Ride Sharing Insurance Coverage – Fact Or Fiction
In today’s tough economy, many people are using their vehicles to make extra money by joining a car for hire or transportation company network, such as Sidecar, Lyft, and Uber. These ride-sharing services use an app to connect people who need transportation with car owners looking for a quick source of income. Great idea, huh?
Hold on a second. Before you start driving around strangers for profit, read on.
Spoiler alert: If you’re thinking of hiring out your services to one of these networks, you better check your auto insurance coverage first – you may not be properly protected in case of an accident.
High-Tech Carpooling – Serious Insurance Policy Gaps
The California Public Utilities Commission (CPUC) requires ridesharing companies to carry liability insurance when drivers are operating cars on the companies’ behalf, but when, exactly that is, has still yet to be determined. Part of the confusion concerns the definition of the ridesharing business model. The companies view a driver is considered as “on the clock” when they decide to pick up passengers, and is “off the clock”, when they don’t have a passenger in their vehicle.
In California, the legalities of insuring drivers who transport fares using ridesharing systems has been put under the spotlight, after a tragic New Year’s Eve accident in San Francisco, when an Uber driver struck and killed a 6-year-old girl. Because the driver was not carrying any passengers at the time, Uber has claimed that it is not liable. However, Uber is being sued for wrongful death and negligence, stating that the driver was logged onto Uber’s network at the time of the incident, and is therefore liable.
Ridesharing services have been shifting liability to drivers, frequently not informing drivers about their legal responsibility and potential lack of adequate insurance coverage. Because many standard personal auto insurance policies clearly reject coverage for commercial transportation services, this leaves the driver without insurance coverage in effect, with total responsibility. To be covered, drivers must purchase much more-costly commercial insurance; drivers are left with the burden of assuming most of the risk in case of accidents.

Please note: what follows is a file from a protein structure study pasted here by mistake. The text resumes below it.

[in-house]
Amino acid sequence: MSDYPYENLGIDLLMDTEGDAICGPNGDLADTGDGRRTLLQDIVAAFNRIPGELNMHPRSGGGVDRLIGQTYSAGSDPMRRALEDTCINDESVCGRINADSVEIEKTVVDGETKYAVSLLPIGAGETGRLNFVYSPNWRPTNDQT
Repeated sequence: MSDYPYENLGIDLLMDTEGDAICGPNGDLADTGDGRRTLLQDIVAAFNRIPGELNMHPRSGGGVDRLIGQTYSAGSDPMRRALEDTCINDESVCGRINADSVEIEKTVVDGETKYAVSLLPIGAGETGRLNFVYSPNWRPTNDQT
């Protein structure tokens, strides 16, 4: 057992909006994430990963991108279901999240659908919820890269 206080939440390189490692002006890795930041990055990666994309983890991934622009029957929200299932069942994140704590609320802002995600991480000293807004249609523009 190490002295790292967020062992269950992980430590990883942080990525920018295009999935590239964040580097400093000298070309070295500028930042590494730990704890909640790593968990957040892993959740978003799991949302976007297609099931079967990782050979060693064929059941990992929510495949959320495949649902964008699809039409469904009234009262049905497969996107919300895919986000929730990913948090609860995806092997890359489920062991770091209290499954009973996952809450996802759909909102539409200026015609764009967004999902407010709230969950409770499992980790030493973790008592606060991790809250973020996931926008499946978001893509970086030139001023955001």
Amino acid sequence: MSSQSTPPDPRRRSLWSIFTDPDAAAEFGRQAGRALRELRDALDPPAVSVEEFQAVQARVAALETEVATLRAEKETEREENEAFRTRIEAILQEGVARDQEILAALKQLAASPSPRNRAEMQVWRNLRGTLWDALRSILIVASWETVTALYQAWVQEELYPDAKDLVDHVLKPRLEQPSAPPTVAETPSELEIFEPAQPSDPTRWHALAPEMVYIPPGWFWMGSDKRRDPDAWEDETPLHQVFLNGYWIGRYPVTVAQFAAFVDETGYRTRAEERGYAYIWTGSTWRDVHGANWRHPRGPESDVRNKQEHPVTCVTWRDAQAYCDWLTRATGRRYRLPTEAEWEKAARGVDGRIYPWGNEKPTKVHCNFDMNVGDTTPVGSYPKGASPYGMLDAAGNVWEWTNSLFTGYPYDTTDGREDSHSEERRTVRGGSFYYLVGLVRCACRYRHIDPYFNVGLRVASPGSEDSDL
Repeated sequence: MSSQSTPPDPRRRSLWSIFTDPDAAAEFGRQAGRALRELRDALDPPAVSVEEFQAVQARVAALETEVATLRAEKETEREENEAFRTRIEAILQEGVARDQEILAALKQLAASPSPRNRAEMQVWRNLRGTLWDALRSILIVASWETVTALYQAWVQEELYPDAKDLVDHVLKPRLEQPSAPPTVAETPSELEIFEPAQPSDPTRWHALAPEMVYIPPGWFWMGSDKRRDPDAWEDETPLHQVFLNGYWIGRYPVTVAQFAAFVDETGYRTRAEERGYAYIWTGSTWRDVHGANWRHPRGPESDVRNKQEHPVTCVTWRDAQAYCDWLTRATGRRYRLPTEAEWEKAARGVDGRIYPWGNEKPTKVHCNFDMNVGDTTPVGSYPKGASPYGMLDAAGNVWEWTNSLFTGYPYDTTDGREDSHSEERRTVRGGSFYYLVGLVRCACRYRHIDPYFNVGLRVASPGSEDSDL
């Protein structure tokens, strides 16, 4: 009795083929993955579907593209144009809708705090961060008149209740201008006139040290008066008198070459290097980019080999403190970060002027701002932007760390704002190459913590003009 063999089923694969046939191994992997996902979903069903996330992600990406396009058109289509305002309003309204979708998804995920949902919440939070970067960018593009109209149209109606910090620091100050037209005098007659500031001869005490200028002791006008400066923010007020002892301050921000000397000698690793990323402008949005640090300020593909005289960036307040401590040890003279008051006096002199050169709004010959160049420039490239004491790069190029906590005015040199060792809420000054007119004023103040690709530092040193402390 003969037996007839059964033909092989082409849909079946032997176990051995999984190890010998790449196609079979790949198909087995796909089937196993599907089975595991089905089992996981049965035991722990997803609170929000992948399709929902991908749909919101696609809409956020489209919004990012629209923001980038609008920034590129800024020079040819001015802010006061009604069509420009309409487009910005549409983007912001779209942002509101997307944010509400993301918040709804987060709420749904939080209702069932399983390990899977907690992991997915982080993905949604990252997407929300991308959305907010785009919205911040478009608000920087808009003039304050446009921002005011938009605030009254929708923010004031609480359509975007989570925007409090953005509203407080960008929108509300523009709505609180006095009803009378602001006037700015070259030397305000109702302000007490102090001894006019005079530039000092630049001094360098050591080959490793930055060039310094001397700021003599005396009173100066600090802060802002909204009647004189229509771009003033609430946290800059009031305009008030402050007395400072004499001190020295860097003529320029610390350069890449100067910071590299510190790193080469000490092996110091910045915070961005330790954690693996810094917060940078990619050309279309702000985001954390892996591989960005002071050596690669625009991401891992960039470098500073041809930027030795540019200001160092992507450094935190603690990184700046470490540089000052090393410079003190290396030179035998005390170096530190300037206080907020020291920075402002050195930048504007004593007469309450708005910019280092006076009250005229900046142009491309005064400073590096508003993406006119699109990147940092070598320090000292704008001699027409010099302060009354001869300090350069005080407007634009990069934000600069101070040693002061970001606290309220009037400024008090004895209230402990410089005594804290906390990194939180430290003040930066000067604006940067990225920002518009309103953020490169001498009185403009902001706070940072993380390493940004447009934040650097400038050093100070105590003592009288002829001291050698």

The California insurance industry is now warning drivers in these ride-sharing programs to pay close attention to the coverage that they have and to ask questions to make sure that they know when they are and are not protected by the company’s policy.
Insurance for Transportation Network Company Drivers
If you’re considering becoming a driver for a transportation service, save yourself some future grief, and check to see if your insurance policy will cover you when you’re on the clock accepting fares. If not, buy a commercial auto insurance policy.
Drivers who live in states that offer no-fault insurance could be in more trouble. No-fault auto insurance only covers private individuals; it may not cover a person driving for a commercial service. What does this leave the driver? Even though he or she lives in a no-fault state, they could be at fault, and on the hook for injuries and damages caused in an accident.
Have you used a ride-sharing service? Feel free to share your thoughts in the comments section below!